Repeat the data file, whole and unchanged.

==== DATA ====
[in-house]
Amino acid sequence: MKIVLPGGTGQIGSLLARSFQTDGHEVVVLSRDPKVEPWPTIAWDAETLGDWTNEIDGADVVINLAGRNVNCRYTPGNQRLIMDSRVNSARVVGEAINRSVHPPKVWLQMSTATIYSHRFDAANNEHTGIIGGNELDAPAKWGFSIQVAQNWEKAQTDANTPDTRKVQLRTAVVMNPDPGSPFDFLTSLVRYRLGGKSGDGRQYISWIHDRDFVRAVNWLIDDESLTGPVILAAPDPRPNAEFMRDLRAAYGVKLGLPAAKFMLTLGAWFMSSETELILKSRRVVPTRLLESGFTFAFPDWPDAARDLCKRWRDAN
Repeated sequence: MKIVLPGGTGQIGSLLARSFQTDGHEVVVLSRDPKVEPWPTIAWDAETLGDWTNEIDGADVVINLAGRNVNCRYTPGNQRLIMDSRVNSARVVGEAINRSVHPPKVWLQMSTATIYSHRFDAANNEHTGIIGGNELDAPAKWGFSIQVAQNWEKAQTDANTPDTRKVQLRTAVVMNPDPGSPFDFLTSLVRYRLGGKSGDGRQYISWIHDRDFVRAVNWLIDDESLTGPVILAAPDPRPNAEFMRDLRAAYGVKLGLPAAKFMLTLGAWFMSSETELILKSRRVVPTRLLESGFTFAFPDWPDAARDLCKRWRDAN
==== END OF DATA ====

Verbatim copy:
[in-house]
Amino acid sequence: MKIVLPGGTGQIGSLLARSFQTDGHEVVVLSRDPKVEPWPTIAWDAETLGDWTNEIDGADVVINLAGRNVNCRYTPGNQRLIMDSRVNSARVVGEAINRSVHPPKVWLQMSTATIYSHRFDAANNEHTGIIGGNELDAPAKWGFSIQVAQNWEKAQTDANTPDTRKVQLRTAVVMNPDPGSPFDFLTSLVRYRLGGKSGDGRQYISWIHDRDFVRAVNWLIDDESLTGPVILAAPDPRPNAEFMRDLRAAYGVKLGLPAAKFMLTLGAWFMSSETELILKSRRVVPTRLLESGFTFAFPDWPDAARDLCKRWRDAN
Repeated sequence: MKIVLPGGTGQIGSLLARSFQTDGHEVVVLSRDPKVEPWPTIAWDAETLGDWTNEIDGADVVINLAGRNVNCRYTPGNQRLIMDSRVNSARVVGEAINRSVHPPKVWLQMSTATIYSHRFDAANNEHTGIIGGNELDAPAKWGFSIQVAQNWEKAQTDANTPDTRKVQLRTAVVMNPDPGSPFDFLTSLVRYRLGGKSGDGRQYISWIHDRDFVRAVNWLIDDESLTGPVILAAPDPRPNAEFMRDLRAAYGVKLGLPAAKFMLTLGAWFMSSETELILKSRRVVPTRLLESGFTFAFPDWPDAARDLCKRWRDAN